On Mars, caves likely serve as repositories for records of past Martian climate and the history of water and other volatile materials on the planet, based on our experience with caves on Earth. These climate records could include the presence of hoarfrost, stalactites, stalagmites, or alteration minerals. Because caves provide a protective buffer from radiation and the climate extremes of the surface, they are also excellent sites to search for signs of life, both extant and extinct, which is the major focus of current and planned exploration efforts on the planet.

There are many challenges associated with detecting life in the subsurface, however. For example, as is typical on Earth, establishing whether a specific artifact or process is evidence of living organisms may be difficult without additional context provided by habitability studies. Like terrestrial caves, Martian cave deposits may contain a continuum of abiotic and biotic organic components, making it difficult to establish whether these components were generated by living organisms.

A variety of methods, including pattern recognition algorithms; infrared spectroscopy; and ultraviolet (UV), Raman, and fluorescence spectroscopy and microscopy, may facilitate the search for life elsewhere. Cameras, particularly microscale imaging cameras, can image biofilms and biovermiculations when coupled with pattern recognition algorithms during data processing.

Not all chemical analysis techniques require collecting physical samples: A light beam and sensors to collect the reflected photons are sufficient. Infrared, UV, Raman, and fluorescence spectroscopy can identify organics that may be indicative of life or life-related processes. These techniques can also identify minerals (iron oxides, carbonates, etc.) that may indicate life or life-related processes when they are found close to organic chemicals. Additional techniques such as mass spectrometry could be brought to bear if the mission architecture incorporated a sample ingestion system, but this adds cost and complexity to the mission. Convincing detections of life within planetary caves (or other environments) will require multiple lines of evidence from several of the techniques just mentioned to help distinguish materials created by biotic versus abiotic processes.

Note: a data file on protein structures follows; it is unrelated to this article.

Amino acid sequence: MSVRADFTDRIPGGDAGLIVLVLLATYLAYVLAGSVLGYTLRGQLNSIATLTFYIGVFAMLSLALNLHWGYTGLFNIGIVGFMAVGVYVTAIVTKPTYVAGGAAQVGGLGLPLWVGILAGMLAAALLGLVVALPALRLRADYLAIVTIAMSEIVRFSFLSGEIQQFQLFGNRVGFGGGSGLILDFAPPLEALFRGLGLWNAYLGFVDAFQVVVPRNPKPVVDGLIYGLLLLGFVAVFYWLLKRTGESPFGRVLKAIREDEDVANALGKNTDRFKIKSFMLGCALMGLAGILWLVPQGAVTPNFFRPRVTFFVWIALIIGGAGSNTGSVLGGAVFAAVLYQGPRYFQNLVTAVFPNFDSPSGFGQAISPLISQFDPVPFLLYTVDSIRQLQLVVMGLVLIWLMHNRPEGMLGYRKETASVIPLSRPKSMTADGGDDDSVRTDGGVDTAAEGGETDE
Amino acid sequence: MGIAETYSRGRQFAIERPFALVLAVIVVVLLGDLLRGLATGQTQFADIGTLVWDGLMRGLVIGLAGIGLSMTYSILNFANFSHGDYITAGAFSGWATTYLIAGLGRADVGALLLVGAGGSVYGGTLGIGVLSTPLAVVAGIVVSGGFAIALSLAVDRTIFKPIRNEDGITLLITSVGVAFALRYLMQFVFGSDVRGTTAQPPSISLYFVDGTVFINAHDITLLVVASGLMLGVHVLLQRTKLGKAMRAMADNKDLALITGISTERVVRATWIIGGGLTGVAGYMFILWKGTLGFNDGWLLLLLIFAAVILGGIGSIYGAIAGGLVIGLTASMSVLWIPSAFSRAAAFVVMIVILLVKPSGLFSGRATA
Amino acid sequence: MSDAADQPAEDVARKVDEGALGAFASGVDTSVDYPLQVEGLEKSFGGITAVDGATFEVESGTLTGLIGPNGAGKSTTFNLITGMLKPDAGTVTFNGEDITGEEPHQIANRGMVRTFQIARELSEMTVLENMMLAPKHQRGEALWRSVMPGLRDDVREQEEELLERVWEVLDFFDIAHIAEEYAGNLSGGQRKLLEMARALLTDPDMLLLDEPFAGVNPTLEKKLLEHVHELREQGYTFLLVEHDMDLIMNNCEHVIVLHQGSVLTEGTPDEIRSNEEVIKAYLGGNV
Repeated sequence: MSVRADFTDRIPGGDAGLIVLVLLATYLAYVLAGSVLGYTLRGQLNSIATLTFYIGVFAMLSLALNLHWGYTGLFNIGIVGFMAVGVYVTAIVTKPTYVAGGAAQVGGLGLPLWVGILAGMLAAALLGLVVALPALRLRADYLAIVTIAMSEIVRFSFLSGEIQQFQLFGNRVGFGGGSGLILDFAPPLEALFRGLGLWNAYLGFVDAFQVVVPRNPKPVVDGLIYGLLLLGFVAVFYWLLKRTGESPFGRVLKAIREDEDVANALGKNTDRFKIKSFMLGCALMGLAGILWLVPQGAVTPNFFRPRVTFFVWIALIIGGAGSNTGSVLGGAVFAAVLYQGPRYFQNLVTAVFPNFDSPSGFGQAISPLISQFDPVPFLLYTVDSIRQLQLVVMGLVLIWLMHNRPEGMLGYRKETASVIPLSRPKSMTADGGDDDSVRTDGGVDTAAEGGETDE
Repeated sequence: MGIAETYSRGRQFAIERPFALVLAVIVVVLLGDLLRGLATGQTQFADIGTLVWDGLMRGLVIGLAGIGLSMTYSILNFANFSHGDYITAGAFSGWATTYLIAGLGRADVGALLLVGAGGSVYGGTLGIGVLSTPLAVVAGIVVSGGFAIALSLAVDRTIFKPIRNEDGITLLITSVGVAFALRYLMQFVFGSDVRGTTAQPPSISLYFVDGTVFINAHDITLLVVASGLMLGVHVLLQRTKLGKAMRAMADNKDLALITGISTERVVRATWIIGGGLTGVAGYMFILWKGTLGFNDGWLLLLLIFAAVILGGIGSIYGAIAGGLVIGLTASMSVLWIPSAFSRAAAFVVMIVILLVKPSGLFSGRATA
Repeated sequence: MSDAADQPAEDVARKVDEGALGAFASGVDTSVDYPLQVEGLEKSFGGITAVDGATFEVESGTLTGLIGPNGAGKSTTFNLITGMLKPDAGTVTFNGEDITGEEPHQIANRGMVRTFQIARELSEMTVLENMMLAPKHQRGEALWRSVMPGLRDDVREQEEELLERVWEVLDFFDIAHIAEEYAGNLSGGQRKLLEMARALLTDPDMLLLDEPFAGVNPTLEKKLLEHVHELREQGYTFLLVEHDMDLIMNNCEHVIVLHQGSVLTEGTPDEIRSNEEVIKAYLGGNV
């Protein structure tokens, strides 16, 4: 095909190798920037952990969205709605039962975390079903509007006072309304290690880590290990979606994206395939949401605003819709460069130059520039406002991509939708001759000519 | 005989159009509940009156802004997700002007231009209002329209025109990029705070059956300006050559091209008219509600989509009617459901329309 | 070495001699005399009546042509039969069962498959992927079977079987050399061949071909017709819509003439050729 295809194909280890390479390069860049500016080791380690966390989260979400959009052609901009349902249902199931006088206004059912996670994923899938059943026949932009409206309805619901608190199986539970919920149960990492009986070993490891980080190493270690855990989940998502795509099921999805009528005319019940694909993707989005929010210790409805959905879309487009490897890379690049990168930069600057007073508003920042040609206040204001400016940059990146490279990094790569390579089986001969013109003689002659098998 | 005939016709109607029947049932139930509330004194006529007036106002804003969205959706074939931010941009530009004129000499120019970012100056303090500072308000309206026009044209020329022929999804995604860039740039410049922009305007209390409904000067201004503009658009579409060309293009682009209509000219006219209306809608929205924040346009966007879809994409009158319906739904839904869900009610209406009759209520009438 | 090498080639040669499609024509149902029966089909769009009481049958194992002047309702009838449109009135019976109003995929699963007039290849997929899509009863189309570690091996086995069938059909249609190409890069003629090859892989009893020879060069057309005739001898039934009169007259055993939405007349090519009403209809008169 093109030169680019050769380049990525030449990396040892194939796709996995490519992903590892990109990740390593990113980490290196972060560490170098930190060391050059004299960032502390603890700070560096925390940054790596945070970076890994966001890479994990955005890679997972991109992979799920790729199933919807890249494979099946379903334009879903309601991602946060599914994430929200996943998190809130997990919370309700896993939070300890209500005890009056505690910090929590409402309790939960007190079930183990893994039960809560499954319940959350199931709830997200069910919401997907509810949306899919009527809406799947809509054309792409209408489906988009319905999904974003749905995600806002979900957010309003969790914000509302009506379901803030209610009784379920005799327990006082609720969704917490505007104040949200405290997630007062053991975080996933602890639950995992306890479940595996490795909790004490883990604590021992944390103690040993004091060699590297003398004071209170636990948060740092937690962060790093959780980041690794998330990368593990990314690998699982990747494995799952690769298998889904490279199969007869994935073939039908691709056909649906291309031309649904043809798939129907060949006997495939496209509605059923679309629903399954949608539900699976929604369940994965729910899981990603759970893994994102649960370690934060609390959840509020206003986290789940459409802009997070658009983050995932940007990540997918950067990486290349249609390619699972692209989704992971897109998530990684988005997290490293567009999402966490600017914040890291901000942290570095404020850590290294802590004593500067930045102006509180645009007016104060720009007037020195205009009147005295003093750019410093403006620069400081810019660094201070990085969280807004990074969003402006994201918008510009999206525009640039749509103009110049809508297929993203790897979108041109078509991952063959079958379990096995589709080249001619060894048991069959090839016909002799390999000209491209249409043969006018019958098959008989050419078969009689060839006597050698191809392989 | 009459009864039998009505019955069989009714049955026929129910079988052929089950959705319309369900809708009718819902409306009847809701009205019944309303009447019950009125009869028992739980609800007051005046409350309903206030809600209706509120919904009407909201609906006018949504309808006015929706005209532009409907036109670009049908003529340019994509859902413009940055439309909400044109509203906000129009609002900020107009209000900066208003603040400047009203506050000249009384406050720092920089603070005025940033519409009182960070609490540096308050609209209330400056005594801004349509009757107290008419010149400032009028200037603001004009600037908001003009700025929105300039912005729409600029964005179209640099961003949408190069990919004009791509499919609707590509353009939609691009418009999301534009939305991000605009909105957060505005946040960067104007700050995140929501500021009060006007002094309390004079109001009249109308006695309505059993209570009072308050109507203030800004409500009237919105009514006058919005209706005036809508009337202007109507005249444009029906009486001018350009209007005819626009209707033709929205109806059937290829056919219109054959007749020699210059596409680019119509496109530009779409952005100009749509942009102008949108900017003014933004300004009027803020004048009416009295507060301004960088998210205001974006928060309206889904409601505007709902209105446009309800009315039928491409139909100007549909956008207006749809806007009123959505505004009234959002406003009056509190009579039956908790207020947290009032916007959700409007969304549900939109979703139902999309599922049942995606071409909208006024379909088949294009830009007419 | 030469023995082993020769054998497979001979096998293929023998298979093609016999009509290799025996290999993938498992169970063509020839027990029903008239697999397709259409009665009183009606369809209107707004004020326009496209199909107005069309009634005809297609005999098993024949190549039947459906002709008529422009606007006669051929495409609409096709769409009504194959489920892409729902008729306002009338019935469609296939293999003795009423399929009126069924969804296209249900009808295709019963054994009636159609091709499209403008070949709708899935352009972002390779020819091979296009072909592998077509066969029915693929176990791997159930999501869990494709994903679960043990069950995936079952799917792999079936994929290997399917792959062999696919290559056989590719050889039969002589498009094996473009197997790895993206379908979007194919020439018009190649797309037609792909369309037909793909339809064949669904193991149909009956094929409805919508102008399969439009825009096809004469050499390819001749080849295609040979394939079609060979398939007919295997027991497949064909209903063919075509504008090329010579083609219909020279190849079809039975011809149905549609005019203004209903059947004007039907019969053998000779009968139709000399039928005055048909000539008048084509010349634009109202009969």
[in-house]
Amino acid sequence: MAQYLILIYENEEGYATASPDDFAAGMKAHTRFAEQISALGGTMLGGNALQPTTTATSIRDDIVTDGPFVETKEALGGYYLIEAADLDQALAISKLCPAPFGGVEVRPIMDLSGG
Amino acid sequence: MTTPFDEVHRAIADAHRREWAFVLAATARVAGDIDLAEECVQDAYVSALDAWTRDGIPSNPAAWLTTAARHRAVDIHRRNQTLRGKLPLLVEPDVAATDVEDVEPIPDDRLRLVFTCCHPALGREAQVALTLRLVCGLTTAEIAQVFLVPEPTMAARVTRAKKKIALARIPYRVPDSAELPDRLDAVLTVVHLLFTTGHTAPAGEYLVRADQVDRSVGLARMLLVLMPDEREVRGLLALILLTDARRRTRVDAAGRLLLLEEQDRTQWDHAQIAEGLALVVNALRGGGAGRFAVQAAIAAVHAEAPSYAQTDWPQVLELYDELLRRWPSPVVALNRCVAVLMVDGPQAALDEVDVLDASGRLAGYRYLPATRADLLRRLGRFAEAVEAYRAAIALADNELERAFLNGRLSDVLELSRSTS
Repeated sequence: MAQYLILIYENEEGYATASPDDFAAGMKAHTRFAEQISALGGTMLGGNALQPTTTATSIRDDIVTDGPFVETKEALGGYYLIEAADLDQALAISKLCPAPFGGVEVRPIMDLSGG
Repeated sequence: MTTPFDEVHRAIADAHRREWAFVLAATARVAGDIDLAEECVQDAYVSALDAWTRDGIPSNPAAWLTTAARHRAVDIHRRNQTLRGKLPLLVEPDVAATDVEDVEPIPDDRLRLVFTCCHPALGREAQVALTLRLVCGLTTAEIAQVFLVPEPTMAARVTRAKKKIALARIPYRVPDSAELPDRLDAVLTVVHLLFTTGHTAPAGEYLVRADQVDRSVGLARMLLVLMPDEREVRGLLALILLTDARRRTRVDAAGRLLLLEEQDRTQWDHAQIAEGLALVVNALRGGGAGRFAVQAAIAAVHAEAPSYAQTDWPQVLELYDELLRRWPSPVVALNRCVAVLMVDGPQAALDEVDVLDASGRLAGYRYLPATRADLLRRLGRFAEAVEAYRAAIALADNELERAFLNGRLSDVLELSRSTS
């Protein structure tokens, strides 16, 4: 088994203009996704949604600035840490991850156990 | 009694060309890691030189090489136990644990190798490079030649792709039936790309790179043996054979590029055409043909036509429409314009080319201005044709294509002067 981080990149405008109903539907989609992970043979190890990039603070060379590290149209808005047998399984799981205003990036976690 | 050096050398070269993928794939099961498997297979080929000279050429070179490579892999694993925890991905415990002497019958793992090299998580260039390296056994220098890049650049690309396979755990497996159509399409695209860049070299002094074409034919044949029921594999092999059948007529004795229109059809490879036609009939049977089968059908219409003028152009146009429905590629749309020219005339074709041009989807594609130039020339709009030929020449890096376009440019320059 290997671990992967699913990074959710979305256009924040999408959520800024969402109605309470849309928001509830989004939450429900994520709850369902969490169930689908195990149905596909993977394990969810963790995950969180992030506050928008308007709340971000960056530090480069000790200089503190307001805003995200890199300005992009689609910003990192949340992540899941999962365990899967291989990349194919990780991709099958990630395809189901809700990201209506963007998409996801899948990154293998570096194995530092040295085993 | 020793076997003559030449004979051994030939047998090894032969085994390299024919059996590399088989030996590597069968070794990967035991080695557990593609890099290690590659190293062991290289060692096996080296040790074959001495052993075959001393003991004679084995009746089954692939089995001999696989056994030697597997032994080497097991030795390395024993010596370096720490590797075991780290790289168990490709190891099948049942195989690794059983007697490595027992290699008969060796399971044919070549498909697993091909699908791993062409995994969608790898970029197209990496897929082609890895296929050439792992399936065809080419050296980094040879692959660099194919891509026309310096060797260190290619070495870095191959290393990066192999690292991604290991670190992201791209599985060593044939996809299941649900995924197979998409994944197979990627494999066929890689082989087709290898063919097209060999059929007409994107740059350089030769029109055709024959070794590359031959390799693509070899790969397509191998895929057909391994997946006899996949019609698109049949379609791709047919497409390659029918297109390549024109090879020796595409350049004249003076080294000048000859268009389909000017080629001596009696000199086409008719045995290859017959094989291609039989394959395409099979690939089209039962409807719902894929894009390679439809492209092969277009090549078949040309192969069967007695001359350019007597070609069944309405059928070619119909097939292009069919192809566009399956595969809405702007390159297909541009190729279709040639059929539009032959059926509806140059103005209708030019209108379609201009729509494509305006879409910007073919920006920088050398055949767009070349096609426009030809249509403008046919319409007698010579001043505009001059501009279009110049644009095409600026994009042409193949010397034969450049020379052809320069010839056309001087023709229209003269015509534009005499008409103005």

Robotic Exploration

Exploring caves is a difficult task on Earth, let alone on another world. This was demonstrated by a field trip during the meeting to Robber Baron Cave, an unmodified natural cave in San Antonio with laterally and vertically expansive branching and intersecting tunnels. The difficulty attendees had in navigating through the labyrinthine cave network emphasized that real-time, in situ mapping combined with autonomous navigation would be required for any robotic mission to a similar extraterrestrial site.

Indeed, there are many hurdles for robotic exploration in planetary caves. Challenges identified so far include the development of technology for accessing cave entrances and moving satisfactorily over extreme terrain; for communicating back to Earth; and for power generation, transmission, and storage. Instrumentation customized for particular robotic platforms and planetary environments must be designed, including technology that allows for perception of obstacles and 3D localization in the dark. There are also difficulties related to light-time delays in communication—the time lag between when a message is sent from the control center on Earth and when a rover or other robotic craft receives it—which increases the likely need for autonomous navigation.

Significant advances being made for Earth applications, such as tools for robotic cave search-and-rescue operations and autonomous mine and tunnel mapping, are addressing some of these challenges. It’s clear, however, that various new approaches and technologies will be needed to robotically explore planetary caves. Approaches mentioned during the meeting ranged from lowering instrument packages into caves via tethers (much like rappelling into a cave) to crawlers that can scale near-vertical slopes and even the use of autonomous-navigation flying drones.